This past March, the Supreme Court held that a class may not be certified if its proposed damages model does not adequately limit damages to the alleged wrongful conduct that will be adjudicated before the trial court. In Comcast Corp. v. Behrend, the Court reversed class certification where the trial court had certified the class as to only one of several proposed theories of harm, but the class’ damages model failed to filter out damages attributable to the theories the court had rejected.
Although the circumstances that led to the decision in Comcast seem unusual, the principle articulated by the Court may have widespread application. One example is a recent federal court decision from California denying class certification, in part on Comcast grounds.
In In re Citimortgage, Inc. Home Affordable Modification Program (“HAMP”) Litigation, the plaintiffs sought to certify statewide classes of mortgage holders who had sought to modify their mortgages pursuant to the federal HAMP program. The putative class members were those who had made all of their “trial” payments to Citimortgage under a HAMP Trial Payment Plan Agreement, but had not been either offered a permanent HAMP agreement or given a timely written denial of eligibility for such an agreement. The court determined that the Rule 23(a) threshold requirements for class certification were satisfied, but that the class could not meet any of the Rule 23(b) prerequisites.
The class relied primarily on Rule 23(b)(3), which requires a finding that common questions predominate over individual questions and that a class action is the superior method for fairly and efficiently adjudicating the controversy. The court held that common questions did not predominate.
The common question identified by the class was whether Citi breached the Trial Payment Plan Agreement by failing to provide a permanent modification or a written denial by the deadline set forth in the agreement. The court agreed that this was a common question, but held that it did not predominate over individual issues. For example, the court held, the applicable deadline could not be determined with respect to a given agreement simply by identifying the deadline set forth in the agreement, because the deadline might have been affected by such other considerations as the parties’ course of conduct, changes in income, inaccurately reported income, or various representations regarding outstanding documentation. Moreover, the court found that individual representations made by Citi to individual plaintiffs would be critical in evaluating such issues as reliance and likelihood of deception.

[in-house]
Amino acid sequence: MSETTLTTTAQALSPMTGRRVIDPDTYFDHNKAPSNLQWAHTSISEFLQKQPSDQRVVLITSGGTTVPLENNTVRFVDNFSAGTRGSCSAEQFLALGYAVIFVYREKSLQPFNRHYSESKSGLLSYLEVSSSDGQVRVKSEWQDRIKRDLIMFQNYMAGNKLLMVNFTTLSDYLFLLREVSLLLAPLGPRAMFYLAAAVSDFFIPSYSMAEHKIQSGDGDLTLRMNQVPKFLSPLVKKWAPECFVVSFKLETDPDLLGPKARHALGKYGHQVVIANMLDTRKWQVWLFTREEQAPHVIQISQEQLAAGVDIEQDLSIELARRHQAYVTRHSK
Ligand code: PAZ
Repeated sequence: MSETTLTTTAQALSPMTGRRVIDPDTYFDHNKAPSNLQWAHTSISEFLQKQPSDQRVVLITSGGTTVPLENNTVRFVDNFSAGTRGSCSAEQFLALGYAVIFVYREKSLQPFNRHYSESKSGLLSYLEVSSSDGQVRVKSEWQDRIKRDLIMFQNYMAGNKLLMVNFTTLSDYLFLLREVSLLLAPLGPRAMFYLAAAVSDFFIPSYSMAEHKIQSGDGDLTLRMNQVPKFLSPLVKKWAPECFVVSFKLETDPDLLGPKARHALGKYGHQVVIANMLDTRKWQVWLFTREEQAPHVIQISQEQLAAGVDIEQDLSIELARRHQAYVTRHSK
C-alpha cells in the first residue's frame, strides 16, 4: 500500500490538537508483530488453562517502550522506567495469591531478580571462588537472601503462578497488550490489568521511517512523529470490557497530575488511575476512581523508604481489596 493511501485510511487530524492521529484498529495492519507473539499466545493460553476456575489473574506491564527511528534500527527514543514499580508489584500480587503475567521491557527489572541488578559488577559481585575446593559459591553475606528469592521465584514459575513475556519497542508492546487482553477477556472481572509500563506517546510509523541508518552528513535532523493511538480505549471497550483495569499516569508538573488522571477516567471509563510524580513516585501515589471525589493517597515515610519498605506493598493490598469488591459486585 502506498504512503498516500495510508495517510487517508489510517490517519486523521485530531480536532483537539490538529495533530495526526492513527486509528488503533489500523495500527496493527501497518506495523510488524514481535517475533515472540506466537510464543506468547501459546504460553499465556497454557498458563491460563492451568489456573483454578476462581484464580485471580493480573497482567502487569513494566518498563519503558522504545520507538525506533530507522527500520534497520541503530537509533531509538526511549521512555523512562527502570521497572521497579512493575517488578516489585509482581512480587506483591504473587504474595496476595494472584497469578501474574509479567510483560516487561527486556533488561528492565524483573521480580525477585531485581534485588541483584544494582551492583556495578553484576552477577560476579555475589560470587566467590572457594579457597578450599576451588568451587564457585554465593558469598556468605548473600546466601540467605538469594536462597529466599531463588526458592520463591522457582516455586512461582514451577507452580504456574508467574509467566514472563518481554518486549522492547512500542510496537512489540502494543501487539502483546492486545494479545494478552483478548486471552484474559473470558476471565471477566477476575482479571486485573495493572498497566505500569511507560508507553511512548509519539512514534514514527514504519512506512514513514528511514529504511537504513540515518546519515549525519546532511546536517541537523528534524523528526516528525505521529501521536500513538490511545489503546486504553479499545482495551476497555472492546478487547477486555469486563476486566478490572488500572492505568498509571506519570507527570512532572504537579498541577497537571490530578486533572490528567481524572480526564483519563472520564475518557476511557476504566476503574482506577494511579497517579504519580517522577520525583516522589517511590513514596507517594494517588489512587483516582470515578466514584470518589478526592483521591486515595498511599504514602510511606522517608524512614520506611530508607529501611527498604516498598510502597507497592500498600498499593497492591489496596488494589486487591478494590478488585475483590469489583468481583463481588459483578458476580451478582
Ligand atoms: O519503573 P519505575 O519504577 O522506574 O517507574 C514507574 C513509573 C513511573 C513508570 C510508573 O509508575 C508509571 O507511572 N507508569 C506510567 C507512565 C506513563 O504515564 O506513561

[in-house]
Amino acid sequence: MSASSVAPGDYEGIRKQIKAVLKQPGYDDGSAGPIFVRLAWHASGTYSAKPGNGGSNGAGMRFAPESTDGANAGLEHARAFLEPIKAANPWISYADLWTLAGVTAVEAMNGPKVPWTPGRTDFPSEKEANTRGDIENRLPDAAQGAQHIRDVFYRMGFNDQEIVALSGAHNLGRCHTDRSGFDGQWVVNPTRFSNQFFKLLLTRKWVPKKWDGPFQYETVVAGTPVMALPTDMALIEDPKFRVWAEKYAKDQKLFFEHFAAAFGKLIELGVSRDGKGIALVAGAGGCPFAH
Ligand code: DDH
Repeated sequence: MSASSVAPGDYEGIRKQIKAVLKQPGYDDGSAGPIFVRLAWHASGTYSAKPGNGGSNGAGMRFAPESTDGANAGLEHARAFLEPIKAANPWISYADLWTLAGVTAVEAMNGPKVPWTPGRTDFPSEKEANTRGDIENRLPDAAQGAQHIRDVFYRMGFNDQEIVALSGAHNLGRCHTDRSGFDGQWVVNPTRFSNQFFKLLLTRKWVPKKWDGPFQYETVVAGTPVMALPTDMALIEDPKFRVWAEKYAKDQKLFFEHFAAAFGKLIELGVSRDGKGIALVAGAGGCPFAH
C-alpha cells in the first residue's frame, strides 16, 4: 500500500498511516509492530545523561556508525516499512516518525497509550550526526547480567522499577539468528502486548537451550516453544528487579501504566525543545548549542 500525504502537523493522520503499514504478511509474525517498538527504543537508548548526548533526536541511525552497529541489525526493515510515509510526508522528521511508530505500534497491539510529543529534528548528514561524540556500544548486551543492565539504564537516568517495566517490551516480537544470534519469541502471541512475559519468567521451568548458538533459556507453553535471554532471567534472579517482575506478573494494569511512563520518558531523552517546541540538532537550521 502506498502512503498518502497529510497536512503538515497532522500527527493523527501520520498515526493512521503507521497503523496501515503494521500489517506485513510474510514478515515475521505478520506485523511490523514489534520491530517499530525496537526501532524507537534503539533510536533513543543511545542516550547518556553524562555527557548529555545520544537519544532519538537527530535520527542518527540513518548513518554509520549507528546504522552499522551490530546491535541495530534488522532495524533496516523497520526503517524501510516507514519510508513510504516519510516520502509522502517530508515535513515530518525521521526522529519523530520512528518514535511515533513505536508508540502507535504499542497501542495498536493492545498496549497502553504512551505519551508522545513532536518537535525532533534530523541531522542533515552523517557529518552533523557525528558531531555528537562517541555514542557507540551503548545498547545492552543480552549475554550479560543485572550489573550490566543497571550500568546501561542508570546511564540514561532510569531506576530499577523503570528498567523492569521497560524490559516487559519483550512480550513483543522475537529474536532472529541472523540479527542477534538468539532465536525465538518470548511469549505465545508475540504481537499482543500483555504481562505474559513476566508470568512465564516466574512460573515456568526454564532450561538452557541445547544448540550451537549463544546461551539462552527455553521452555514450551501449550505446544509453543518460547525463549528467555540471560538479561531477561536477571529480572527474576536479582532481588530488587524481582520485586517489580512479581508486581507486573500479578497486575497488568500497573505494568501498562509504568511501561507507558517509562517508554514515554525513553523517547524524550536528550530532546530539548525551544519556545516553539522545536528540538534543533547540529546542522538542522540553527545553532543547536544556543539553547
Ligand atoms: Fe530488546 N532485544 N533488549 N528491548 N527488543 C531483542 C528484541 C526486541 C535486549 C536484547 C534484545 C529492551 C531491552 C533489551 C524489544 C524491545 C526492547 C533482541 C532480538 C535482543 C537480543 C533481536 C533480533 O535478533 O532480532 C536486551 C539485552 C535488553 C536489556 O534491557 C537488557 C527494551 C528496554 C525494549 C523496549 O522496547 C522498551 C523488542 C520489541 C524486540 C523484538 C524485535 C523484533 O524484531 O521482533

The most significant aspect of the opinion, however, was the court’s determination that measuring damages would also involve a wide range of individual issues. The court stated, for example, that some borrowers might default even on a modified payment, thereby affecting the calculation of damages. Citing Comcast, the court concluded that the plaintiffs had “failed to propose a measurement that can be applied classwide and ties breach of contract and other legal theories to liability and a reliable measure of damages.”
The court’s determination that individual issues predominated is not particularly remarkable, given the factors potentially distinguishing the various class members. The same cannot be said, however, for the court’s reliance on Comcast. In Comcast, the Court refused to consider a damages model that was overbroad in that it measured damages for all unlawful conduct, not merely the unlawful conduct deemed appropriate for classwide adjudication. The flaw articulated by the Court would have undermined even a customer-by-customer damages inquiry, because even with respect to a single customer, the plaintiffs could offer no way to separate the damages attributable to one theory of harm from those attributable to the other theories. The plaintiffs’ expert in Comcast acknowledged that such a distinction could not be made.
The Court in Comcast, quoting the Third Circuit majority that it reversed, did not quarrel with the majority’s proposition that plaintiffs at the certification stage need only “assure” the court that damages are “capable of measurement and will not require labyrinthine calculations.” Rather, the Court’s concern was that “such assurance is not provided by a methodology that identifies damages that are not the result of the wrong.”
This was not the case in Citimortgage. There was no suggestion that any damages to class members in Citimortgage could not be measured pursuant to a model or formula that would take individual circumstances into account. Neither did the court provide any basis for the conclusion that differences in, for example, a customer’s likelihood of defaulting on a modified payment could not be incorporated into a damages model. Instead, the court appeared to require at the class certification stage what Comcast did not: a fully developed, Daubert-proof damage model.
Will other courts similarly interpret Comcast as imposing such a stringent requirement at the class certification stage? If so, then Comcast may have even broader implications than initially suspected.